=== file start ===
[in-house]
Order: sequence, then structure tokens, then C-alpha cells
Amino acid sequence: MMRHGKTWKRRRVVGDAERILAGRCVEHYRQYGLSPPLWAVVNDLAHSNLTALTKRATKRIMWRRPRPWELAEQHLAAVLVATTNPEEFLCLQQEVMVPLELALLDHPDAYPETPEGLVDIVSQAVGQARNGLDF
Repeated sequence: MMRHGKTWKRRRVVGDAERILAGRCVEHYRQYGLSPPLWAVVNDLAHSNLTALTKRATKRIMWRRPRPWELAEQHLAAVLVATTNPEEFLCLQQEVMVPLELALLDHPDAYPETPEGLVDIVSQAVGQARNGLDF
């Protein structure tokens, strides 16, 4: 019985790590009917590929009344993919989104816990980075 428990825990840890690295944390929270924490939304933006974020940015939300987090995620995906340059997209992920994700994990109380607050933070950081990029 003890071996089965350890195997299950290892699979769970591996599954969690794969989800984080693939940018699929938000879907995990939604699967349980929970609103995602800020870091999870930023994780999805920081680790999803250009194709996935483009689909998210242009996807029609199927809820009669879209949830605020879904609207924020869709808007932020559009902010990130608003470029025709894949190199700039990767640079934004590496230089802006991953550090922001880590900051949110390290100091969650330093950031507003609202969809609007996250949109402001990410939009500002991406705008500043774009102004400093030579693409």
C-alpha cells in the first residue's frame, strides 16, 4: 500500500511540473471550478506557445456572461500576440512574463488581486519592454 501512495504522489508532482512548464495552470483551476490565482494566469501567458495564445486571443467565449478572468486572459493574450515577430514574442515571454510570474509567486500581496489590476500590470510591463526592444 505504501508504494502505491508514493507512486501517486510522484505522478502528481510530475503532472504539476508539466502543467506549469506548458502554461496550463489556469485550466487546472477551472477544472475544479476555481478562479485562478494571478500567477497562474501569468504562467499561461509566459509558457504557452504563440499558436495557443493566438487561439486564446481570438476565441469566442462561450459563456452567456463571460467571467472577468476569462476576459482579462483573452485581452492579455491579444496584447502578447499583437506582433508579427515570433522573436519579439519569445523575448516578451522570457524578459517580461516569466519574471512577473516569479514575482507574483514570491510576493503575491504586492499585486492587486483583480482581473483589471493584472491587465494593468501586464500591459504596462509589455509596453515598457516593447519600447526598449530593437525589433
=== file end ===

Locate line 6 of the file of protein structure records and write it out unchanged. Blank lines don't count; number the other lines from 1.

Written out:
C-alpha cells in the first residue's frame, strides 16, 4: 500500500511540473471550478506557445456572461500576440512574463488581486519592454 501512495504522489508532482512548464495552470483551476490565482494566469501567458495564445486571443467565449478572468486572459493574450515577430514574442515571454510570474509567486500581496489590476500590470510591463526592444 505504501508504494502505491508514493507512486501517486510522484505522478502528481510530475503532472504539476508539466502543467506549469506548458502554461496550463489556469485550466487546472477551472477544472475544479476555481478562479485562478494571478500567477497562474501569468504562467499561461509566459509558457504557452504563440499558436495557443493566438487561439486564446481570438476565441469566442462561450459563456452567456463571460467571467472577468476569462476576459482579462483573452485581452492579455491579444496584447502578447499583437506582433508579427515570433522573436519579439519569445523575448516578451522570457524578459517580461516569466519574471512577473516569479514575482507574483514570491510576493503575491504586492499585486492587486483583480482581473483589471493584472491587465494593468501586464500591459504596462509589455509596453515598457516593447519600447526598449530593437525589433